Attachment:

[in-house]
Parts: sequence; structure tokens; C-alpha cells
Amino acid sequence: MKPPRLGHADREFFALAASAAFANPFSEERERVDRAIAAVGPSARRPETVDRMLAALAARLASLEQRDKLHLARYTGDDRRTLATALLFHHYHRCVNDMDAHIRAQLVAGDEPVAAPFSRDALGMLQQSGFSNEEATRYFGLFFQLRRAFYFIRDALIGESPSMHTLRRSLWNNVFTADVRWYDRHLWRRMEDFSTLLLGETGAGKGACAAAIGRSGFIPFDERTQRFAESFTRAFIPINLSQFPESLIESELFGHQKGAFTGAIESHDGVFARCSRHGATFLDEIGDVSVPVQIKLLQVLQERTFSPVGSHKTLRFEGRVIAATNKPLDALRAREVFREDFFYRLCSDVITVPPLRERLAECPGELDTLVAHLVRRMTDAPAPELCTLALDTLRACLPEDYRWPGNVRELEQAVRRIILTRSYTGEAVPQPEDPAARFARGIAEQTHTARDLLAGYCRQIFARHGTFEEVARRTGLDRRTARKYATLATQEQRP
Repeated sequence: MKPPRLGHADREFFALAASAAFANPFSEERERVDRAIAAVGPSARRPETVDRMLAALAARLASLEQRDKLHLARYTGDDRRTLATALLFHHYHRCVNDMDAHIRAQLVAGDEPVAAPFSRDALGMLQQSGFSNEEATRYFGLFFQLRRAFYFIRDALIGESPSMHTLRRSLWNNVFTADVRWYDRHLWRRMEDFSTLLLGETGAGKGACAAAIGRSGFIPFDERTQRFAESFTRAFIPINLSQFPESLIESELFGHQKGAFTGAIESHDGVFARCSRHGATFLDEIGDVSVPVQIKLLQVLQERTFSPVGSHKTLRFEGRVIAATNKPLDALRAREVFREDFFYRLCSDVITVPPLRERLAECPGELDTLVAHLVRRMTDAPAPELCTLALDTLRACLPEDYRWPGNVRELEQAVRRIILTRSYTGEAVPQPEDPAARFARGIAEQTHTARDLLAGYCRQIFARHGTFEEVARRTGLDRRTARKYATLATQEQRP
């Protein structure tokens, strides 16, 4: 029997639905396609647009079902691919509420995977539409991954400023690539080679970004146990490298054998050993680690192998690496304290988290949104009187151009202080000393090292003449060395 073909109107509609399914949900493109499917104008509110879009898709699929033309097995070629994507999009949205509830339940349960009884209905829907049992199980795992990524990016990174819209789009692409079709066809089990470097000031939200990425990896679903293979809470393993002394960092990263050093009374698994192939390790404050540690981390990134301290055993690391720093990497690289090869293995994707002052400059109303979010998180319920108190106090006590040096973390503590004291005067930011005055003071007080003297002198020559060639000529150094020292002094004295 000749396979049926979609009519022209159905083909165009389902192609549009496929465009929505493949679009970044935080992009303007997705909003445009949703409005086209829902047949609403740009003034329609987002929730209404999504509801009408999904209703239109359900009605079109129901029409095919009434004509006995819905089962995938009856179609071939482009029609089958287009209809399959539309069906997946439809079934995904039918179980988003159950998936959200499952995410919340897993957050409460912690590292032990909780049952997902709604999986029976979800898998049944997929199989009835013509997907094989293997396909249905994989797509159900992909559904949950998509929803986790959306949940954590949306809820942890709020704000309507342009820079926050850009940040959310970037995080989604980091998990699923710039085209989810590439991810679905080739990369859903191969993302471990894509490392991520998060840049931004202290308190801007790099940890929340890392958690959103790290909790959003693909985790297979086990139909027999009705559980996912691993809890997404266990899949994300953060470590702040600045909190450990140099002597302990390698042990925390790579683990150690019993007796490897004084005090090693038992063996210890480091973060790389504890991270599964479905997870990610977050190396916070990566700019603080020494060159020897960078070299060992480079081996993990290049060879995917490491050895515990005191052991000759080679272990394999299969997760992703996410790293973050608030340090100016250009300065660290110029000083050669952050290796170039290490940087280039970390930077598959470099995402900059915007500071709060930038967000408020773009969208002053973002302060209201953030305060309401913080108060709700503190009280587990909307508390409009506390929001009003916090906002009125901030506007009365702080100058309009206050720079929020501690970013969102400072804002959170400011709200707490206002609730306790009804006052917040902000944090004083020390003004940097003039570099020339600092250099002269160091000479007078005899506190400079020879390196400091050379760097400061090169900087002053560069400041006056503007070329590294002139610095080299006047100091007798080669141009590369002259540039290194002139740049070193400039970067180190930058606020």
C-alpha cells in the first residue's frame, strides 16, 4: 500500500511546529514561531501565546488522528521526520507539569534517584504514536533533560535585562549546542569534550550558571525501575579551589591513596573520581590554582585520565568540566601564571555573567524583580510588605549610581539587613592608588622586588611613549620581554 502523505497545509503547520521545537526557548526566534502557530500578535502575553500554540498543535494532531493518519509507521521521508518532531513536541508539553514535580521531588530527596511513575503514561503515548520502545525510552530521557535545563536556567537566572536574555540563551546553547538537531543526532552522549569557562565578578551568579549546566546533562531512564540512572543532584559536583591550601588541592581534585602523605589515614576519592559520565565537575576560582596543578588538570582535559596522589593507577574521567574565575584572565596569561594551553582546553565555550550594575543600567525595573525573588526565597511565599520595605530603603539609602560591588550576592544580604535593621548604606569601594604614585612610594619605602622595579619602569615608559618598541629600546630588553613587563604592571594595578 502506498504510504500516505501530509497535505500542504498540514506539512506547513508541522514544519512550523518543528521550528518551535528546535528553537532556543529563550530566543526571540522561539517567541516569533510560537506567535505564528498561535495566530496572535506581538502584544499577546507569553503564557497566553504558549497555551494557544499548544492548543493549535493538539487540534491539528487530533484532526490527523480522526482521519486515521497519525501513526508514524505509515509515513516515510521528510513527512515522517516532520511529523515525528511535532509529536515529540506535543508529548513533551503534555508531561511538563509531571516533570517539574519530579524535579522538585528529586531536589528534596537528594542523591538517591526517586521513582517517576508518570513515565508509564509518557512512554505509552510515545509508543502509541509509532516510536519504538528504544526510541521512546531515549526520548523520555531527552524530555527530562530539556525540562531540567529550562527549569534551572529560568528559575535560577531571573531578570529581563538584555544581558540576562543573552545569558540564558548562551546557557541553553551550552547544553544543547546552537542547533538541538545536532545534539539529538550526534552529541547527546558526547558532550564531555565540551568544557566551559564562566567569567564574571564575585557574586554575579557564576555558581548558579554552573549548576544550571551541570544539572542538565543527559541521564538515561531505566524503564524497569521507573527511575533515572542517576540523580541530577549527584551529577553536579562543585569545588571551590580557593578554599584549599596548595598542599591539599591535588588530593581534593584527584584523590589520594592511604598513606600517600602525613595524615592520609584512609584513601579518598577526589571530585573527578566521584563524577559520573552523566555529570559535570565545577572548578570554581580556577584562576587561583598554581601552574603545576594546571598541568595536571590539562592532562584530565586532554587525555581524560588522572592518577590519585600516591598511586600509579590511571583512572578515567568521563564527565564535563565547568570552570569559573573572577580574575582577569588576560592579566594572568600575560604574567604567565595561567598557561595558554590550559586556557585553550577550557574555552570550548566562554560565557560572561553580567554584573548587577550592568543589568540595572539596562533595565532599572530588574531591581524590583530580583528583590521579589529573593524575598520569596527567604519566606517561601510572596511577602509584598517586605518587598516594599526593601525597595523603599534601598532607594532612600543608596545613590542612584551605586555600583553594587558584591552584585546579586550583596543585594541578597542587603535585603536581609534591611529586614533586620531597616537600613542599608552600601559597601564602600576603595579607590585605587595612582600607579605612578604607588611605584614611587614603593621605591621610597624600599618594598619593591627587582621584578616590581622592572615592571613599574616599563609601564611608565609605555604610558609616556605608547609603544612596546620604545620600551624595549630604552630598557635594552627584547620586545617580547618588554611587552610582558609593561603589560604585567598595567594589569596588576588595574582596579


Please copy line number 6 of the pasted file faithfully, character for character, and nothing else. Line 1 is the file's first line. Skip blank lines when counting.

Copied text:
C-alpha cells in the first residue's frame, strides 16, 4: 500500500511546529514561531501565546488522528521526520507539569534517584504514536533533560535585562549546542569534550550558571525501575579551589591513596573520581590554582585520565568540566601564571555573567524583580510588605549610581539587613592608588622586588611613549620581554 502523505497545509503547520521545537526557548526566534502557530500578535502575553500554540498543535494532531493518519509507521521521508518532531513536541508539553514535580521531588530527596511513575503514561503515548520502545525510552530521557535545563536556567537566572536574555540563551546553547538537531543526532552522549569557562565578578551568579549546566546533562531512564540512572543532584559536583591550601588541592581534585602523605589515614576519592559520565565537575576560582596543578588538570582535559596522589593507577574521567574565575584572565596569561594551553582546553565555550550594575543600567525595573525573588526565597511565599520595605530603603539609602560591588550576592544580604535593621548604606569601594604614585612610594619605602622595579619602569615608559618598541629600546630588553613587563604592571594595578 502506498504510504500516505501530509497535505500542504498540514506539512506547513508541522514544519512550523518543528521550528518551535528546535528553537532556543529563550530566543526571540522561539517567541516569533510560537506567535505564528498561535495566530496572535506581538502584544499577546507569553503564557497566553504558549497555551494557544499548544492548543493549535493538539487540534491539528487530533484532526490527523480522526482521519486515521497519525501513526508514524505509515509515513516515510521528510513527512515522517516532520511529523515525528511535532509529536515529540506535543508529548513533551503534555508531561511538563509531571516533570517539574519530579524535579522538585528529586531536589528534596537528594542523591538517591526517586521513582517517576508518570513515565508509564509518557512512554505509552510515545509508543502509541509509532516510536519504538528504544526510541521512546531515549526520548523520555531527552524530555527530562530539556525540562531540567529550562527549569534551572529560568528559575535560577531571573531578570529581563538584555544581558540576562543573552545569558540564558548562551546557557541553553551550552547544553544543547546552537542547533538541538545536532545534539539529538550526534552529541547527546558526547558532550564531555565540551568544557566551559564562566567569567564574571564575585557574586554575579557564576555558581548558579554552573549548576544550571551541570544539572542538565543527559541521564538515561531505566524503564524497569521507573527511575533515572542517576540523580541530577549527584551529577553536579562543585569545588571551590580557593578554599584549599596548595598542599591539599591535588588530593581534593584527584584523590589520594592511604598513606600517600602525613595524615592520609584512609584513601579518598577526589571530585573527578566521584563524577559520573552523566555529570559535570565545577572548578570554581580556577584562576587561583598554581601552574603545576594546571598541568595536571590539562592532562584530565586532554587525555581524560588522572592518577590519585600516591598511586600509579590511571583512572578515567568521563564527565564535563565547568570552570569559573573572577580574575582577569588576560592579566594572568600575560604574567604567565595561567598557561595558554590550559586556557585553550577550557574555552570550548566562554560565557560572561553580567554584573548587577550592568543589568540595572539596562533595565532599572530588574531591581524590583530580583528583590521579589529573593524575598520569596527567604519566606517561601510572596511577602509584598517586605518587598516594599526593601525597595523603599534601598532607594532612600543608596545613590542612584551605586555600583553594587558584591552584585546579586550583596543585594541578597542587603535585603536581609534591611529586614533586620531597616537600613542599608552600601559597601564602600576603595579607590585605587595612582600607579605612578604607588611605584614611587614603593621605591621610597624600599618594598619593591627587582621584578616590581622592572615592571613599574616599563609601564611608565609605555604610558609616556605608547609603544612596546620604545620600551624595549630604552630598557635594552627584547620586545617580547618588554611587552610582558609593561603589560604585567598595567594589569596588576588595574582596579